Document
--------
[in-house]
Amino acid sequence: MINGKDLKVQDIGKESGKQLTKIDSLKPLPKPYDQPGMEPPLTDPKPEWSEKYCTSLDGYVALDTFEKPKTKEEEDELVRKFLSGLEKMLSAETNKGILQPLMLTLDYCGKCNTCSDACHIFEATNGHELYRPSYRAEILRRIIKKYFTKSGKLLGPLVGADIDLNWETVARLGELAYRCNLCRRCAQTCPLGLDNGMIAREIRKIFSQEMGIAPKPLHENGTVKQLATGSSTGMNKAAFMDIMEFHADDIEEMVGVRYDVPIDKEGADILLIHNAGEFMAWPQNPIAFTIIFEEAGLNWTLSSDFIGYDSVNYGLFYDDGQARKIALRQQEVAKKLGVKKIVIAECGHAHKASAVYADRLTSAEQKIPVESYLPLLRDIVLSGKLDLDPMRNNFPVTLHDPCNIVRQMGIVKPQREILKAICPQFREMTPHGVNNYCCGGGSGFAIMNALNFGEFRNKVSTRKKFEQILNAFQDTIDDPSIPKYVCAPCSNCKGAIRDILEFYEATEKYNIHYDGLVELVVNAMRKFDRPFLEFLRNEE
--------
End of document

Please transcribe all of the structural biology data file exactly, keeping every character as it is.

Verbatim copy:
[in-house]
Amino acid sequence: MINGKDLKVQDIGKESGKQLTKIDSLKPLPKPYDQPGMEPPLTDPKPEWSEKYCTSLDGYVALDTFEKPKTKEEEDELVRKFLSGLEKMLSAETNKGILQPLMLTLDYCGKCNTCSDACHIFEATNGHELYRPSYRAEILRRIIKKYFTKSGKLLGPLVGADIDLNWETVARLGELAYRCNLCRRCAQTCPLGLDNGMIAREIRKIFSQEMGIAPKPLHENGTVKQLATGSSTGMNKAAFMDIMEFHADDIEEMVGVRYDVPIDKEGADILLIHNAGEFMAWPQNPIAFTIIFEEAGLNWTLSSDFIGYDSVNYGLFYDDGQARKIALRQQEVAKKLGVKKIVIAECGHAHKASAVYADRLTSAEQKIPVESYLPLLRDIVLSGKLDLDPMRNNFPVTLHDPCNIVRQMGIVKPQREILKAICPQFREMTPHGVNNYCCGGGSGFAIMNALNFGEFRNKVSTRKKFEQILNAFQDTIDDPSIPKYVCAPCSNCKGAIRDILEFYEATEKYNIHYDGLVELVVNAMRKFDRPFLEFLRNEE